Michigan’s top health director revealed the two “core, science-based ideas” experts are using to decide what should be allowed to reopen and what should remain closed due to COVID-19 in the state.
Robert Gordon, the director of the Michigan Department of Health and Human Services, joined Gov. Gretchen Whitmer and MDHHS Chief Medical Executive Dr. Joneigh Khaldun on Friday to announce an updated COVID-19 order that reopened some venues but extended restrictions on others.
As part of the new order, certain entertainment venues that had been closed for the last month can reopen with limited capacity.
But some segments of the economy remain closed. Restaurants aren’t allowed to resume indoor dining. Indoor gatherings are limited to 10 people and two households. Colleges have been asked to keep students off campus for a while longer.
The new order went into effect at 12:01 a.m. Monday and could last for nearly four weeks, until Jan. 15.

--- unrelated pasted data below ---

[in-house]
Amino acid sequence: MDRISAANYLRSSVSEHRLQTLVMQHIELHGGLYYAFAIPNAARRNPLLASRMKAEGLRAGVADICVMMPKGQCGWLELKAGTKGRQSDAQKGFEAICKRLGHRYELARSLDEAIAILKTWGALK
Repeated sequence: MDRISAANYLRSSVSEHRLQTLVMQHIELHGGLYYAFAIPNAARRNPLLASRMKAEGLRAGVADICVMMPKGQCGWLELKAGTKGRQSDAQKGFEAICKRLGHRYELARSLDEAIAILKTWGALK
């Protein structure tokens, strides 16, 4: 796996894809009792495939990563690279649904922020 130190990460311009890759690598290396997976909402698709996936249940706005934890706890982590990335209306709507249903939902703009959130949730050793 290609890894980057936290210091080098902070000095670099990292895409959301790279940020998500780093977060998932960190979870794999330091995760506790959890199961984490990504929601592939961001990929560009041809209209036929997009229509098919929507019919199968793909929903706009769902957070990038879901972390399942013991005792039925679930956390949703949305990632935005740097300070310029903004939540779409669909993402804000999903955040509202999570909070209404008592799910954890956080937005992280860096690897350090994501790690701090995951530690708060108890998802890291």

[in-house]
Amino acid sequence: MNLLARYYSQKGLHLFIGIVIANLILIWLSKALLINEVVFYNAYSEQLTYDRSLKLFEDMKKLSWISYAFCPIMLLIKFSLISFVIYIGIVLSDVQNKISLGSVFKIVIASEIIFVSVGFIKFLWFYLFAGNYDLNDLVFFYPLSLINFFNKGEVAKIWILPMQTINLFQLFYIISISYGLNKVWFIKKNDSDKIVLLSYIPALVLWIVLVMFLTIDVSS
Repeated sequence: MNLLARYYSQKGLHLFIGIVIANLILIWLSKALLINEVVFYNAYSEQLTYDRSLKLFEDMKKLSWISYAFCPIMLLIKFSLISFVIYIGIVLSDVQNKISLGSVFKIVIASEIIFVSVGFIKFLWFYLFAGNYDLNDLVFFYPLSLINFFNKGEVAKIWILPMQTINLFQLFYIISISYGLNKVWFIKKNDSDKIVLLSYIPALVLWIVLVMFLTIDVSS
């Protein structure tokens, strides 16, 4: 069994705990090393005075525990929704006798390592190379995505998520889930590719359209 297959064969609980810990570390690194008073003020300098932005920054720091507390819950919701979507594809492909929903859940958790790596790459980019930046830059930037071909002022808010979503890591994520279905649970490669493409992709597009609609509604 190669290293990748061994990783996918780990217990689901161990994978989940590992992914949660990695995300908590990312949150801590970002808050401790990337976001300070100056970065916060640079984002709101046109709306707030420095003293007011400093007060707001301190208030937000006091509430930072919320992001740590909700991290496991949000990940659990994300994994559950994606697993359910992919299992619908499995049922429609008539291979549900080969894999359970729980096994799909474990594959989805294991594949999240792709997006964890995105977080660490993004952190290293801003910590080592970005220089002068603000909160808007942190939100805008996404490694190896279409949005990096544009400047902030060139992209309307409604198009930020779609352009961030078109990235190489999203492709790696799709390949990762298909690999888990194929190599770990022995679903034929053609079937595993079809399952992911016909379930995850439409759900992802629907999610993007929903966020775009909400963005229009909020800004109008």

Many Michiganders have wondered why some businesses, such as malls, casinos and bowling alleys, are allowed to reopen while other activities, such as indoor dining at restaurants, is still banned.
Gordon said the latest MDHHS order is “based on settled science and Michigan values.”
“We are cautiously moving to address other activities based on two core, science-based values,” Gordon said.
Here are the two values Gordon mentioned:
Gordon said the need to wear a mask indoors is the “core finding of the science of COVID-19, time and time again.”
He said gathering with people from different households also brings great risk.
Based on cellphone data that shows “encounter density” — the number of people spending time together — Michiganders have decreased the amount of time they’re spending with others outside their household, according to Gordon.
“That is a sign that we are doing the things we need to do to be safer,” Gordon said.
It was based on the two scientific principals above that MDHHS decided to reopen casinos, bowling alleys and other entertainment venues with the important caveat that concessions must not be served.
“Because masking is so important, concessions with food and drink will not be permitted,” Gordon said. “As soon as you are eating or drinking, the mask is off, and that increases risk significantly.”
The state’s justification for opening those venues but extending the ban on indoor dining: Some places can operate without visitors eating and drinking, while there’s no way to allow indoor dining without eating and drinking, and therefore, the removal of masks.